American Welding Society Forum
I have a client that is welding trunnions to log truck trailers, they have been having issues with the welds detaching from the base metal. After performing a chemistry test the results are below. They would like to still use these trunnions but arent sure what filler metal to use. They have been using an E71T-XX filler metal with no problems intil they received this batch. And recommendations would be great. Thanks
Any help would be greatly appreciated.
The chemistry indicates this base metal could be quenched and tempered in which case welding isn't highly recommended.
The manufacturer should be contacted and politely asked for their recommendations.
This is a very late reaction. But I need to satisfy my curiosity:
Question: How can I tell from the metal chemistry that the metal could be quenched and tempered?
Thanks for the further enlightenment
It is a low alloy steel based on the chrome, nickel, molybdenum and the boron indicated by your listing of the chemistry. The carbon puts it up in the range of a medium carbon steel. Taken together, this would be a hardenable steel. In the hardened state, it would be strong but brittle, so it would be tempered to reduce the hardness and strength to a small degree, but it would improve the toughness and impart some ductility.
The heat treatment of the "lot" may have been different from the typical shipments of steel received from the supplier. Perhaps a new supplier was used that used a different heat treatment or possibly the tweaked the chemistry in comparison to other shipments. Let's face it, purchasing agents are always looking for the "deal" that will save money. They don't always appreciate the repercussions of minor changes in chemistry or heat treatment.
Another possibility is the filler metal was exposed to the atmosphere long enough to absorb moisture, thus introduce hydrogen into the weld and HAZ. Think of FCAW electrode that has been left on the wire feeder over a long weekend in humid conditions. FEMA limits the time a spool can stay unprotected to 8-hours in a seismic region if I remember correctly.
Most truck frames of modern tractors are quenched and tempered. Generally the manufacturer will prohibit welding of any sort in behind the front spring hanger to the far back of the rear spring hanger. That area, between the front and back wheel sets see the highest stresses and Q&T steels are degraded whenever they are welded or subject to high temperature above the tempering temperature used by the manufacturer.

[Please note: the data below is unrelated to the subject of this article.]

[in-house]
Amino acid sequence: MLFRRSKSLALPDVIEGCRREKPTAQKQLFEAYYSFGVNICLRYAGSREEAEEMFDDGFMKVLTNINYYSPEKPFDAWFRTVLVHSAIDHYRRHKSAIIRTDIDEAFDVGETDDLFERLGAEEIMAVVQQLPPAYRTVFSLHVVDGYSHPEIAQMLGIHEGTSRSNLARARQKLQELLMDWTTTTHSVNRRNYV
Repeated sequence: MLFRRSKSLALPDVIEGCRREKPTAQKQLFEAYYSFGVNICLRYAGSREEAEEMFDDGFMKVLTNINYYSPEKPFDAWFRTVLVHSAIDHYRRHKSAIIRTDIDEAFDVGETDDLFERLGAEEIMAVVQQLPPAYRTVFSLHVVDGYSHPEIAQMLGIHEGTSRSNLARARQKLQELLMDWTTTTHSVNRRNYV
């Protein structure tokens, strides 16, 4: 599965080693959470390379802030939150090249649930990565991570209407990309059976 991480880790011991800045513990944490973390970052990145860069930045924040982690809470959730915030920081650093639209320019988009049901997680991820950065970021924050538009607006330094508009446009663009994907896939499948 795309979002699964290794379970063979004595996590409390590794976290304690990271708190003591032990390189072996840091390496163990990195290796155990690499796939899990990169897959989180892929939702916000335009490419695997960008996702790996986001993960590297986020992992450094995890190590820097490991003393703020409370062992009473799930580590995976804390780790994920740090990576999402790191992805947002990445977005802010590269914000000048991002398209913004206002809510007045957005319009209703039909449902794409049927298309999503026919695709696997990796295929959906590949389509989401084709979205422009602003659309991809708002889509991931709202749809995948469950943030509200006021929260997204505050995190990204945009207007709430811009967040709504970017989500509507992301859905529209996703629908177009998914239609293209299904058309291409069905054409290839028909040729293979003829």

It would make sense that the trailer manufacturer would use similar materials for their trailer frames, i.e., maximize the mechanical properties and reduce weight so they can haul more product.
The material (Q&T steel) is very sensitive to hydrogen assisted cracking. I would expect the cracks to initiate in the HAZ of the weld to the Q&T frame. The WPS must be properly developed and followed to the "T". Slow cooling to ensure the HAZ isn't too hard and more sensitive to delayed cold cracking (hydrogen assisted cracking), but not so slow that the mechanical properties of the HAZ are substantially different than the expensive Q&T steel with the "great" mechanical properties. Designers often look at the mechanical properties and pick the highest strength because they can reduce the thickness and save weight. What they fail to appreciate is the difficulties those same steels bring to the table. And to the uninformed welder; steel is steel and it will rust if it isn't painted.
I would recommend that you take a section and have failure analysis performed. St. Louis Testing is a great lab or Structural Integrity out of Austin Texas.
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